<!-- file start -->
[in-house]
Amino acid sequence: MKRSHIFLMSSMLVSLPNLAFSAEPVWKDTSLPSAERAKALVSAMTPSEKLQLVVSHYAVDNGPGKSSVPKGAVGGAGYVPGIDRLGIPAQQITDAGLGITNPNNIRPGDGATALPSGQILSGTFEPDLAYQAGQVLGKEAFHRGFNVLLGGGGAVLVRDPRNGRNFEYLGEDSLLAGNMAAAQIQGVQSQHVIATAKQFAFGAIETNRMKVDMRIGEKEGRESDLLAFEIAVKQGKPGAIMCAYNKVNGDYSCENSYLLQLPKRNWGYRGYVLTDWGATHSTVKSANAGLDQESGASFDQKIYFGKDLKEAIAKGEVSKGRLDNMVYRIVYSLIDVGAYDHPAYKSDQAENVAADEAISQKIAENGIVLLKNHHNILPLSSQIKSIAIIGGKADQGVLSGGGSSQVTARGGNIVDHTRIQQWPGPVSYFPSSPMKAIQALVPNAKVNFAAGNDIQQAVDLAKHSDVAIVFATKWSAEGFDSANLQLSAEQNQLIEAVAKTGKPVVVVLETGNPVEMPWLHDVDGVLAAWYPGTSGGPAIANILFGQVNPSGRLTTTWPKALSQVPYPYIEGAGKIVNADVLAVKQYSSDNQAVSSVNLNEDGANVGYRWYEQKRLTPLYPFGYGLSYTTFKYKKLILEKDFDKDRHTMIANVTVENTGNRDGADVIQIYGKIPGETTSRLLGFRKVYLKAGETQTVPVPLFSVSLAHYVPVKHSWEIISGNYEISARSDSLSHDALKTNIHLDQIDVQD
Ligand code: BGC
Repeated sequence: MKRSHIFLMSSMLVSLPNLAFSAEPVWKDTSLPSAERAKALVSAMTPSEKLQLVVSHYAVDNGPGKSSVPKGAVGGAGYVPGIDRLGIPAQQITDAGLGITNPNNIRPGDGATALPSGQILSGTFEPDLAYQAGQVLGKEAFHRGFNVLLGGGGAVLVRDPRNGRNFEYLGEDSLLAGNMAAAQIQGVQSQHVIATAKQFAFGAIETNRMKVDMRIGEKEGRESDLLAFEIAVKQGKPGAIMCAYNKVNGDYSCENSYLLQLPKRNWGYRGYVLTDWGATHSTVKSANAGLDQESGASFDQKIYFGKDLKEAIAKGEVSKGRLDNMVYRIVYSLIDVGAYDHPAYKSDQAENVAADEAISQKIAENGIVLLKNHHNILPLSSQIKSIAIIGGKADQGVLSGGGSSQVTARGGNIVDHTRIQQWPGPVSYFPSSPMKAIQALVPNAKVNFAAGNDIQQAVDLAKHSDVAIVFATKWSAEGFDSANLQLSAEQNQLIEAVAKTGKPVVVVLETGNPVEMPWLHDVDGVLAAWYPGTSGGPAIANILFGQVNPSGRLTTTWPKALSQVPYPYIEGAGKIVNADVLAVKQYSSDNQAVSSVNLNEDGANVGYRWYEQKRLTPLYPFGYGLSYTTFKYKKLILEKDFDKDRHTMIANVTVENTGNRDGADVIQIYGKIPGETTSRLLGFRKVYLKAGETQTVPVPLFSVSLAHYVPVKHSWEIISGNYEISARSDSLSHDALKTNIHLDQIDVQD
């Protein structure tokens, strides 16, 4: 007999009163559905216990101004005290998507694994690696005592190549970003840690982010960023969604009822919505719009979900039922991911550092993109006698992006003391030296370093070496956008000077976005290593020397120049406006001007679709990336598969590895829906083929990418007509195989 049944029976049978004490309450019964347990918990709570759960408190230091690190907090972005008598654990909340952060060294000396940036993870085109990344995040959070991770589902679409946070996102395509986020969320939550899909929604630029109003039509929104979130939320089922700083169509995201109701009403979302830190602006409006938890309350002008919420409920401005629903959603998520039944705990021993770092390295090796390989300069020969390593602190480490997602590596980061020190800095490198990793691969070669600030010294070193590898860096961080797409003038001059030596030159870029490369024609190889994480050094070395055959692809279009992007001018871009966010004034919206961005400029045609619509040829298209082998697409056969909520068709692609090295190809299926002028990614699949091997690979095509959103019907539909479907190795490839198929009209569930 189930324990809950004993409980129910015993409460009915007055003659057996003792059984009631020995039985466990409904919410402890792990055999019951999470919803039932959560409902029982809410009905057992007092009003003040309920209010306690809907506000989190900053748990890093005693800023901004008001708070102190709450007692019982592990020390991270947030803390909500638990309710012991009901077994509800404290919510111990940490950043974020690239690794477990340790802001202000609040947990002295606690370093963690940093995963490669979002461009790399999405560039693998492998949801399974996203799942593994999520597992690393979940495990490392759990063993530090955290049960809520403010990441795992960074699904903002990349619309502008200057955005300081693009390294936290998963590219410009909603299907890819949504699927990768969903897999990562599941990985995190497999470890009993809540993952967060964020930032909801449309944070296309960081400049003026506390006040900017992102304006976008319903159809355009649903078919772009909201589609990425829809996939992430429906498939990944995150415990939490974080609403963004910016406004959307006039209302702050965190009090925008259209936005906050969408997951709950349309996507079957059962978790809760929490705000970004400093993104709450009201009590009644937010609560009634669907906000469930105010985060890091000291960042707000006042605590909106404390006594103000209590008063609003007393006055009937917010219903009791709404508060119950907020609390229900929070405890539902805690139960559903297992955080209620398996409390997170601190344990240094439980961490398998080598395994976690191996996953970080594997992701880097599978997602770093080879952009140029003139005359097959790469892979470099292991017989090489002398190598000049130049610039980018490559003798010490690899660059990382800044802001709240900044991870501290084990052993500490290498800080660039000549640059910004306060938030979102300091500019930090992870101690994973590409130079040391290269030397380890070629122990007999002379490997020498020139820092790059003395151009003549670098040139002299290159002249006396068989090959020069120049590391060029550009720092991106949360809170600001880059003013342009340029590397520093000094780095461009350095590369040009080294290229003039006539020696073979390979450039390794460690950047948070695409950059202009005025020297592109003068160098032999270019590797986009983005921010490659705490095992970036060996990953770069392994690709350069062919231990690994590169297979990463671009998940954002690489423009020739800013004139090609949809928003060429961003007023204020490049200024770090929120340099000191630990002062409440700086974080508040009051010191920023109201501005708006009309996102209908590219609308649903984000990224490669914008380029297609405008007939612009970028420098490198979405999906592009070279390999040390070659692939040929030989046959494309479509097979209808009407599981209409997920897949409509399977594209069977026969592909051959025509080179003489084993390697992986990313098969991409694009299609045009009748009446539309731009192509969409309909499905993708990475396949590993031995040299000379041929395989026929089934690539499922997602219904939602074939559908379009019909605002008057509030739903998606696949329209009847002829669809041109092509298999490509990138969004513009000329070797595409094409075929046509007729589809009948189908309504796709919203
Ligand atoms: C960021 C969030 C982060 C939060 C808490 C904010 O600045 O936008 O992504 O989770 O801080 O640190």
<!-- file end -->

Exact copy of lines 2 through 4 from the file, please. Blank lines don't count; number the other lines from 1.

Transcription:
Amino acid sequence: MKRSHIFLMSSMLVSLPNLAFSAEPVWKDTSLPSAERAKALVSAMTPSEKLQLVVSHYAVDNGPGKSSVPKGAVGGAGYVPGIDRLGIPAQQITDAGLGITNPNNIRPGDGATALPSGQILSGTFEPDLAYQAGQVLGKEAFHRGFNVLLGGGGAVLVRDPRNGRNFEYLGEDSLLAGNMAAAQIQGVQSQHVIATAKQFAFGAIETNRMKVDMRIGEKEGRESDLLAFEIAVKQGKPGAIMCAYNKVNGDYSCENSYLLQLPKRNWGYRGYVLTDWGATHSTVKSANAGLDQESGASFDQKIYFGKDLKEAIAKGEVSKGRLDNMVYRIVYSLIDVGAYDHPAYKSDQAENVAADEAISQKIAENGIVLLKNHHNILPLSSQIKSIAIIGGKADQGVLSGGGSSQVTARGGNIVDHTRIQQWPGPVSYFPSSPMKAIQALVPNAKVNFAAGNDIQQAVDLAKHSDVAIVFATKWSAEGFDSANLQLSAEQNQLIEAVAKTGKPVVVVLETGNPVEMPWLHDVDGVLAAWYPGTSGGPAIANILFGQVNPSGRLTTTWPKALSQVPYPYIEGAGKIVNADVLAVKQYSSDNQAVSSVNLNEDGANVGYRWYEQKRLTPLYPFGYGLSYTTFKYKKLILEKDFDKDRHTMIANVTVENTGNRDGADVIQIYGKIPGETTSRLLGFRKVYLKAGETQTVPVPLFSVSLAHYVPVKHSWEIISGNYEISARSDSLSHDALKTNIHLDQIDVQD
Ligand code: BGC
Repeated sequence: MKRSHIFLMSSMLVSLPNLAFSAEPVWKDTSLPSAERAKALVSAMTPSEKLQLVVSHYAVDNGPGKSSVPKGAVGGAGYVPGIDRLGIPAQQITDAGLGITNPNNIRPGDGATALPSGQILSGTFEPDLAYQAGQVLGKEAFHRGFNVLLGGGGAVLVRDPRNGRNFEYLGEDSLLAGNMAAAQIQGVQSQHVIATAKQFAFGAIETNRMKVDMRIGEKEGRESDLLAFEIAVKQGKPGAIMCAYNKVNGDYSCENSYLLQLPKRNWGYRGYVLTDWGATHSTVKSANAGLDQESGASFDQKIYFGKDLKEAIAKGEVSKGRLDNMVYRIVYSLIDVGAYDHPAYKSDQAENVAADEAISQKIAENGIVLLKNHHNILPLSSQIKSIAIIGGKADQGVLSGGGSSQVTARGGNIVDHTRIQQWPGPVSYFPSSPMKAIQALVPNAKVNFAAGNDIQQAVDLAKHSDVAIVFATKWSAEGFDSANLQLSAEQNQLIEAVAKTGKPVVVVLETGNPVEMPWLHDVDGVLAAWYPGTSGGPAIANILFGQVNPSGRLTTTWPKALSQVPYPYIEGAGKIVNADVLAVKQYSSDNQAVSSVNLNEDGANVGYRWYEQKRLTPLYPFGYGLSYTTFKYKKLILEKDFDKDRHTMIANVTVENTGNRDGADVIQIYGKIPGETTSRLLGFRKVYLKAGETQTVPVPLFSVSLAHYVPVKHSWEIISGNYEISARSDSLSHDALKTNIHLDQIDVQD